Bringing renewables into the network 4 min read
Investment in the development of Australia's hydrogen industry has been a tremendous area of focus over the past couple of years.
A variety of early stage development and pilot projects have been announced and federal and state governments are partnering with the private sector to support the development of Australia as a major player in the global hydrogen market. Regulatory change is another key driver of success.
In furtherance of this, the Federal Government recently announced a proactive response to amending the national gas regulatory framework to accommodate hydrogen blends and other renewable gases.
This is an important development as gas blending is one of the few near-term, utility scale use cases for hydrogen and is therefore a key enabler for the wider Australian hydrogen supply chain.
- On 20 August 2021, the Energy Ministers agreed that the national gas regulatory framework should be reviewed and amended to incorporate hydrogen and other renewables into the national gas network. This will facilitate the use of hydrogen, biomethane and other renewable gases within existing gas networks and natural gas appliances. The first priority will be on integrating blends and renewable gases that can be used in existing gas appliances into the regulatory framework in order to reduce risk and costs to consumers and the industry.
- On 23 September 2021, the Australian Energy Market Commission also announced the commencement of its review into extending the energy market rules to hydrogen and renewables gas blends.
- The formal review process will commence on 21 October 2021 with the release of a public consultation paper. Interested stakeholders are encouraged to participate in the review process.
On 20 August 2021, the Energy Ministers agreed to review the current regulatory framework to investigate how the national gas regulatory framework should be amended to bring hydrogen, biomethane and other renewable gas blends within its scope.
While aspects of the national gas regulatory framework already cover the use of low-level hydrogen blends and other renewable gas, a review of the national gas regulatory framework, completed for the Department of Science, Energy and Resources as an action of the National Hydrogen Strategy, identified a number of gaps.
With a number of trials and projects across the country being announced, the Government is keen to ensure that regulatory barriers do not restrict investment in projects, and that existing regulatory arrangements and consumer protections continue to operate where hydrogen blends and renewable gases are used. Various aspects of the review were allocated by the Energy Ministers to the Australian Energy Market Commission (AEMC), the Australian Energy Market Operator (AEMO) and officials from the various state and territory governments.
In order to accommodate hydrogen and other renewable gases within the existing gas network, it is anticipated that amendments will need to be made to:
- the National Gas Law (NGL), the National Gas Regulations, the National Gas Rules (NGR), Procedures and other subordinate instruments made under the NGL and/or NGR; and
- the National Energy Retail Law (NERL), the National Energy Retail Regulations, and the National Energy Retail Rules (NERR).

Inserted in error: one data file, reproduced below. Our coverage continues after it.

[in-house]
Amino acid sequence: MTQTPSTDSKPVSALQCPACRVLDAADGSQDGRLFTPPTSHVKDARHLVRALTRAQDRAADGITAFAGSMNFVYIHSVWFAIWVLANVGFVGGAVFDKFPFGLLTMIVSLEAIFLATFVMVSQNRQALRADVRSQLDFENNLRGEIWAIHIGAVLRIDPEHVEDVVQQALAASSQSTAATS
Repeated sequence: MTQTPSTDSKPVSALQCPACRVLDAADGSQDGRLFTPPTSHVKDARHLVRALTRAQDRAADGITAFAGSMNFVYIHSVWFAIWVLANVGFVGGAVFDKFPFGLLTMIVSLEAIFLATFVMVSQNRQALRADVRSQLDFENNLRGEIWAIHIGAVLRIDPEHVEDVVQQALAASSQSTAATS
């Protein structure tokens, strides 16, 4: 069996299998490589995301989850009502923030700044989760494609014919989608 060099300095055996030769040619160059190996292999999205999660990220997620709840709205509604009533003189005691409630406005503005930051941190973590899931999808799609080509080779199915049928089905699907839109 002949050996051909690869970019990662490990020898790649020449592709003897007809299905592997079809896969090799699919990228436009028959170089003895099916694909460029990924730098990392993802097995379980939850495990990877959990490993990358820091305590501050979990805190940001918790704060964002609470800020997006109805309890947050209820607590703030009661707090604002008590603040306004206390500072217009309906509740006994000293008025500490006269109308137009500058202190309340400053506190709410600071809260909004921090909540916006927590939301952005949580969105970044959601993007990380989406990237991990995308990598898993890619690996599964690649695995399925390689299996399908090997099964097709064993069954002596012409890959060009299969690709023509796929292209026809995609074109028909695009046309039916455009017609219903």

- Jurisdictional officials are responsible for identifying and developing the amendments to the NGL, NERL and Regulations that are required to accommodate natural gas equivalents and to future-proof the legislative framework by providing for other gas products to be accommodated over time.
- AEMO is responsible for reviewing and amending the Procedures and other AEMO-made instruments to ensure settlement and metering in the facilitated and regulated retail gas markets can accommodate NG equivalents.
- AEMC is responsible for identifying and developing the amendments to the NGR and NERR required to accommodate natural gas equivalents. As part of the AEMC's program for this aspect of the review, it is also reviewing a rule change request for the Victorian declared wholesale gas market.
Jurisdictions are also responsible for reviewing and, if necessary, amending local legislation and regulations
- 21 October 2021: the formal review process will commence with the release of a public consultation paper.
- 22 October 2021: a virtual public stakeholder forum will be held at 1pm (AEST) on Friday, 22 October 2021. This forum will be held jointly by the Department of Industry, Science, Energy and Resources, AEMC and AEMO. If you are interested in hearing more about the review, you can register by emailing email@example.com.
- March – May 2022: consultation on the draft reports and draft legislative amendments will run from March – May 2022.
- 2022 and 2023: draft legislation on amendments to address any gaps in the national gas regulatory framework will be presented to the Energy Ministers by mid-2022. Any legislative changes are anticipated to take effect from 2023.
- Once the initial consultation papers on the reform to the national gas regulatory framework are released, consider the papers in detail, as well as any operational issues your organisation is currently having, or foresees to have, and take the opportunity to provide feedback .
- Attend the public forum on 22 October 2021 and continue to engage with the Department of Industry, Science, Energy and Resources, AEMC and AEMO as further opportunities to consult arise during the course of the review.